Lime in Bottom of Container

Q.  After we spread the lime over the bottom of our container garden or Grow-Box do we avoid it when mixing all the other soil and fertilizer mixes?  And what does the lime do at the bottom anyway?

A.  You do not avoid or worry about moving the lime as you place the custom soil in your container or Grow-Box.  Lime is used to provide essential calcium, which Dr. Mittleider reminds us is the foundation of a good feeding program for your crops.

However, what you really need to spread is the Pre-PLant Mix (the primary ingredient of which is lime – or gypsum, depending on your soil pH).  Pre-packaged Pre-Plant Mix is available in the Intermountain West region from farm-supply chains including Steve Regan Company and Intermountain Farmers Assoc.  You can also buy it from Steve Regan by looking on the website at and going to the Store/Materials.

If you live too far to get pre-packaged materials, just mix your own.  A very simple and basic Pre-Plant formula consists of 80 parts lime or gypsum (if you receive more than 20″ of rainfall per year you use lime – if you get less than 20″ you should use gypsum), 4 parts magnesium sulfate, or Epsom Salts, and 1 part boron, usually available as 20 Mule Team Borax.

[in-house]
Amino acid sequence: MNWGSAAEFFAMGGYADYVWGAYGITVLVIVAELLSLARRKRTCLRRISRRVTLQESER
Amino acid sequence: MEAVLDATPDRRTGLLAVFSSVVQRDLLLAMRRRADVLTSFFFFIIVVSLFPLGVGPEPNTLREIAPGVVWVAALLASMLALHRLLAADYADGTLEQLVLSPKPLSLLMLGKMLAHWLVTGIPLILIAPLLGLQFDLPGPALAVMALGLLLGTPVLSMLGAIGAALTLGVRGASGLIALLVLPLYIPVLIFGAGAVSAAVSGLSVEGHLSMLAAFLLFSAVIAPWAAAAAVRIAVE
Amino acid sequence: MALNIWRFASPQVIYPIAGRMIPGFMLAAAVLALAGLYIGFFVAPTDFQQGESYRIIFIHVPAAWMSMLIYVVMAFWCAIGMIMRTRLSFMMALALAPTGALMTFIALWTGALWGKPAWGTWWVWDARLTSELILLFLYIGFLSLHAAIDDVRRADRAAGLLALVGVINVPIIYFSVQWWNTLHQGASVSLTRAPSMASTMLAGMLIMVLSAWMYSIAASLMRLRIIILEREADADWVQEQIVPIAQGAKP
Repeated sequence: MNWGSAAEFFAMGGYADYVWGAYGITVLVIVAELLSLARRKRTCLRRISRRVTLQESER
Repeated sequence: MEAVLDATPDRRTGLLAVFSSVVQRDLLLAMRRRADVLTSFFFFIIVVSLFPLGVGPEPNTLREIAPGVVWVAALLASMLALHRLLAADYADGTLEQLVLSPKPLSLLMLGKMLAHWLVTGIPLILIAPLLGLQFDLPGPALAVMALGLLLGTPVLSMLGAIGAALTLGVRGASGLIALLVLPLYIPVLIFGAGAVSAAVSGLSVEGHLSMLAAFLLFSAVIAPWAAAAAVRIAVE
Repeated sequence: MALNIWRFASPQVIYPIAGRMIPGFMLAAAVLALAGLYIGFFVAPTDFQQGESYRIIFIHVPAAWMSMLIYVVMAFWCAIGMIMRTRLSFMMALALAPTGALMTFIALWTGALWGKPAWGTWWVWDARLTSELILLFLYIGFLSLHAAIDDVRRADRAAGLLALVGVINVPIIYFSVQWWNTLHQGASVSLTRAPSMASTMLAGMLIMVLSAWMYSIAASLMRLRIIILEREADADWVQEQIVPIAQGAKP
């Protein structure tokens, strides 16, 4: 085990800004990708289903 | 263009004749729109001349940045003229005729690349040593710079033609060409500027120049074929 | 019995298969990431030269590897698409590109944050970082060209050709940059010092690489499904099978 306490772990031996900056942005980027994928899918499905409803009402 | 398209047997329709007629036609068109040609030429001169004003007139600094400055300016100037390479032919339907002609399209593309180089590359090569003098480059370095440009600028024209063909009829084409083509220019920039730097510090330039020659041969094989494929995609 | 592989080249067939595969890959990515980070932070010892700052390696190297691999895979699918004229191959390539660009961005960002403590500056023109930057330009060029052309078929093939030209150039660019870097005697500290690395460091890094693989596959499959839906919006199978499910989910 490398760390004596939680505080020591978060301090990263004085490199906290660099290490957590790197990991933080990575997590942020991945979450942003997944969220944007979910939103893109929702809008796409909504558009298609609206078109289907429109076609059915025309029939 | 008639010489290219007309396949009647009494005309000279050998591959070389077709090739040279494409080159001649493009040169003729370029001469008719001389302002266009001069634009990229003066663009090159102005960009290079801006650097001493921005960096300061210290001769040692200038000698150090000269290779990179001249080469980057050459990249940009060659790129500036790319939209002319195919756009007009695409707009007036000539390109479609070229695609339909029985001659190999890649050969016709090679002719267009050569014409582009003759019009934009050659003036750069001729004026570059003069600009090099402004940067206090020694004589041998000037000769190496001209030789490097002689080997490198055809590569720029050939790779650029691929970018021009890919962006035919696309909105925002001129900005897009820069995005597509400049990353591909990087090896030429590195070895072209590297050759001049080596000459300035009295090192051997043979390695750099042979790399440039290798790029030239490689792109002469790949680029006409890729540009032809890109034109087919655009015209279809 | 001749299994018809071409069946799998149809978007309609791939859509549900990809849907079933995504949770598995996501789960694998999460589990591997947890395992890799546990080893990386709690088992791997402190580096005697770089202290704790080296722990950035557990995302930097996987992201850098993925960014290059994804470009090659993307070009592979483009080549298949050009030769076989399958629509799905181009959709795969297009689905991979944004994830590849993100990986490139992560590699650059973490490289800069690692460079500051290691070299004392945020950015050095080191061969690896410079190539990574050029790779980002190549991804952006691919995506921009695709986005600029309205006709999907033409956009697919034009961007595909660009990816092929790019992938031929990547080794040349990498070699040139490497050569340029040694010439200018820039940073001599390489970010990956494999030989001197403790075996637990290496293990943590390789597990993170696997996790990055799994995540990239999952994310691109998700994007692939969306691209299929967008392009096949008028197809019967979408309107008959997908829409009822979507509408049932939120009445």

Some Veggies in my Grow-Boxes look pale

Q.  Some veggies in my Grow-Boxes look pale. These were transplanted on 4/15/ and fertilized with 21-0-0 three days later. Other than that I have been doing the weekly fertilizing. Can you let me know how to help them. One of the cucumbers died already, the rest look pale and wilted.

A.  Cucumbers and other melons and squash should not be planted until the weather is warmer – after May 15, in Salt Lake City. They do not do well in early spring.  Nitrogen should be applied immediately at the time of transplanting, and three days later Weekly Feed should be applied.  21-0-0 is not nearly as good as 34-0-0, especially in cool weather, because of the composition (NH4 vs NH3). NO3 is immediately available to the plants, while NH4 must be changed to NO3 in the soil before the plant can use it.  Did you put the proper Pre-Plant fertilizers in the soil before planting?  Fertilizing should begin after the plants come through the soil, however you must be careful not to get the fertilizer on the plant stems or leaves.  Fertilizers are salts, and will burn any plant if applied directly.  Apply four inches from the stems and then water in thoroughly.